Stayin’ alive

A kidney dialysis/transplant diary

Good stuff, Maynard


I know people are out there looking for good things to eat on a renal diet. I know I was/am and I can tell others are by the number of times search engine requests for recipes and menus show up in my blog stats.

I haven’t been talking much about food on the blog because since the post-flood move to a “senior living center”, food isn’t much under my control. I don’t set the menu. I don’t make the food. I don’t cook in our apartment and I can’t afford the extra $200 a month to ask for a special diet.

All I do is eat around what they serve and, frankly, bitch about the taste.

I wouldn’t have the cook’s job here for anything: 20-plus residents who’ve been honing their individual food likes and dislikes for decades, a meat-and-potatoes generation who think sticky rice is a cook’s failure and blow torches have no place in a respectable kitchen. Add to that the kitchen staff cooks for two other buildings and you end up with suggestions in the box that would make the proverbial sailor turn scarlet and are nearly impossible to accomplish physically.

Then along comes a resident who  is a Type II diabetic with end stage renal disease. Talk about your diet restrictions, hoo boy. Just trying to order the “breakfast as you like it” can be like navigating a nutritional minefield.

Juice? Well, sure, but no orange juice (too much potassium and phosphorus not to mention the high sugar content). Grape? Um, too much sugar. Tomatoe? No, too much sodium (makes your body retain water, a real no-no for a renal patient, especially one like me with hypertension.) Cranberry? Well, that’s about as good as you’re going to get on a renal diet. Could I get that  ‘light’? Afraid not. Juices are dispensed through machines and there are no ‘light’ versions available through the suppliers.

Toast? OK, comma but (here it comes, the dreaded comma buts) no raisin toast. Raisins are like plague to the renal diet. Too much potassium and phosphorus. Uh, and whole grains aren’t good for renal patients either. Ditto the potassium and phosphorus stuff. (There goes the daily bowl of  oatmeal and the tasty 12-grain toast.) There is a loaf of nasty old white bread on the shelf. Have some of that.

Protein? By all means. ESRD patients need all the help they can get warding off illness and helping to build necessary things like red blood cells. And protein doesn’t elevate blood sugar (always remember that diabetes is at the root of most ESRD). Bacon, nope… too much salt and fat. Ditto ham. Cheese? No, gotta limit dairy products to 4 ounces a day. Eggs? Not the best cholesterol-wise, but a girl’s gotta eat.

All these decisions, all this denial and it isn’t even 8:15 in the morning.

Lunch and dinner offer even less control. The menus are made by the kitchen staff. Today’s lunch: Chicken fried steak with white gravy; mashed potatoes with brown gravy; creamed peas; baked custard. Sound a little, oh I don’t know, can you say starchy or carb loaded?

Potatoes are a staple on the menu here, of course. People like them, they’re filling and cheap. I love them, too. (Ready for the comma but?) But I shouldn’t eat potatoes unless they’re leached overnight. The kitchen staff ain’t about to do that, believe me.

The peas are so-so, the breading on the steak, again so-so, but when you tally up the carbs (which matabolize like sugar which is bad for a diabetic… well, I think you get the picture).

I think I’m lucky my labs have been as good as they have been and my blood sugars in control (knock on wood).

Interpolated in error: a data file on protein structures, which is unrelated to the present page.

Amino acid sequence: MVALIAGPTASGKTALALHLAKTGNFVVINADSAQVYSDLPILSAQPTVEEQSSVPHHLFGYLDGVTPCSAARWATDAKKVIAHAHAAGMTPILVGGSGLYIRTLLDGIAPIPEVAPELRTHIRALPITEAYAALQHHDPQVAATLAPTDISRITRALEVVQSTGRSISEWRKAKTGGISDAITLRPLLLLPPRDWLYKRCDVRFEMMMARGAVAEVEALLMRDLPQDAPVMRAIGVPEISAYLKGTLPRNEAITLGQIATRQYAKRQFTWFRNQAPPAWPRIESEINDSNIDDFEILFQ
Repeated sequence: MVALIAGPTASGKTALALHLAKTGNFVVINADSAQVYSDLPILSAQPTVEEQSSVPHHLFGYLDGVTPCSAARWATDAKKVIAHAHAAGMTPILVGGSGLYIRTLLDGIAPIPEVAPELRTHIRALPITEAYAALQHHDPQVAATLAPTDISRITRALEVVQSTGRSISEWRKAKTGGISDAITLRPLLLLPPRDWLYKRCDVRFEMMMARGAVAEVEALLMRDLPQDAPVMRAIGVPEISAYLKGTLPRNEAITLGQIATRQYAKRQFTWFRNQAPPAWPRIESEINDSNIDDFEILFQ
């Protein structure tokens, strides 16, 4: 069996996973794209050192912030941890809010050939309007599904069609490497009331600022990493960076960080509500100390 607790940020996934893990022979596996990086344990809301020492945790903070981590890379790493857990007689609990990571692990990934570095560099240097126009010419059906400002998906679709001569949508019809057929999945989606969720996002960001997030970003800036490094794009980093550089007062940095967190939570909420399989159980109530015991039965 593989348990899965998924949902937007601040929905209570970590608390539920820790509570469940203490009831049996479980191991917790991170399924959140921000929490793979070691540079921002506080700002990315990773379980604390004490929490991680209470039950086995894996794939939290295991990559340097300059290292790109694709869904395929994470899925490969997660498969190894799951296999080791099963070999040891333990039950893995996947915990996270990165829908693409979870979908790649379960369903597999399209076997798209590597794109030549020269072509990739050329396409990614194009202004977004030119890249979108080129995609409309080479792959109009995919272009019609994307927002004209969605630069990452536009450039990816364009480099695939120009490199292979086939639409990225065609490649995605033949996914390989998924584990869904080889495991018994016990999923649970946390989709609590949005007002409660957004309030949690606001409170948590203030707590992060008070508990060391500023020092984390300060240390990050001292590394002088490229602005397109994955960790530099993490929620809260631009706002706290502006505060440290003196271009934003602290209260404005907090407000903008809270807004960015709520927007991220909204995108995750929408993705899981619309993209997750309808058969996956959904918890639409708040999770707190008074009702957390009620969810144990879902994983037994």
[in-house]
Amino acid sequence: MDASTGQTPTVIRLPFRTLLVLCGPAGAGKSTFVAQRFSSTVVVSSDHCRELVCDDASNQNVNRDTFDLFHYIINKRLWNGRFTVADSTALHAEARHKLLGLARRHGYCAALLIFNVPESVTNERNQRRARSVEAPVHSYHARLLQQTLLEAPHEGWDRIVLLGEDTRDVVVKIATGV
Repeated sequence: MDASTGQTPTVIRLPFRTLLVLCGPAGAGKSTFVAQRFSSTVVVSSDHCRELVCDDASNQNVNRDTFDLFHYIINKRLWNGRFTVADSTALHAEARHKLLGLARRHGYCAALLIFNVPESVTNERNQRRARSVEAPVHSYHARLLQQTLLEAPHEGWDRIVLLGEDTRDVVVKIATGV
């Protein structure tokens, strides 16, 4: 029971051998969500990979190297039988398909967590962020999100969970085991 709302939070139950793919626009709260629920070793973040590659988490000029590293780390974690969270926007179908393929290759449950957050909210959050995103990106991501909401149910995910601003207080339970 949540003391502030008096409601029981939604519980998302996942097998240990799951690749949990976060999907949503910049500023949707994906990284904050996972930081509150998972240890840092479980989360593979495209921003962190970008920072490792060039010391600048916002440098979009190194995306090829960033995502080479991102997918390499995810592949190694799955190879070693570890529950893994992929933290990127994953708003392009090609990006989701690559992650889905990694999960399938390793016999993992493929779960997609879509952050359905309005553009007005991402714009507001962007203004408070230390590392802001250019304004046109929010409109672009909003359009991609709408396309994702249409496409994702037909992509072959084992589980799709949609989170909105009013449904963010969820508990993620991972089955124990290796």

Oh, the “Good stuff, Maynard”? I made Posole for the whole gang the other night. It’s not terrible for an ESRD or diabetic. Here’s a recipe to get you started.

POSOLE

1 1/2 c. cooked chicken

1 qt. chicken stock (use low sodium)

1 medium can diced tomatoes with juice (use no salt added, if you can find it)

1 large onion, chopped

2 cloves garlic, minced

1 to 2 Tablespoons cumin

1 to 2 Tablespoons mild to medium chili powder

2 Tablespoons olive oil or vegetable oil

1  4-oz. can chopped chilis (medium)

1 can white hominy, drained

Juice of 2 limes

1 tsp. lime zest (optional)

1/2 c. fresh cilantro, chopped (chop a cup full and save half to garnish bowls)

Tortilla chips

In a kettle or large saucepan, sweat onions in oil until translucent; add garlic and half of cumin and chili powder. Things should smell good already. Cook on medium heat until spices are slightly toasted. Add chicken stock, tomatoes, chilis and hominy. Simmer for 20minutes or so. Taste and adjust seasoning.

(You should have a rich  stock that looks spice-laden – a bit of an orange film on top. It is, but it isn’t going to burn your mouth, unless you want it to. You can add all the hotness you want. I don’t care, it’s your soup and your mouth.)

Add cooked chicken and just before serving add the lime juice, zest and chopped fresh cilantro. Don’t omit this step or these ingredients. They’re what make the soup “Good stuff, Maynard.”

You can add to the soup — black olives, etc. — but I wouldn’t subtract any ingredients from this basic recipe. Serve with as many Mexican condiments as you like (black olives, sour cream, shredded lettuce, shredded cheese, chopped onions). You can also substitute meats (pork, turkey, cornish hen) in fact, the truly Mexican version calls for starting with a pig’s head. Sorry, you’ll have to tap Anthony Bourdain for that recipe.

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February 28, 2009 - Posted by | diabetes, dialysis, health, kidney, renal diet, renal recipes, weight loss

1 Comment »

  1. Just passing by.Btw, you website have great content!

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    Comment by Mike | March 1, 2009 | Reply


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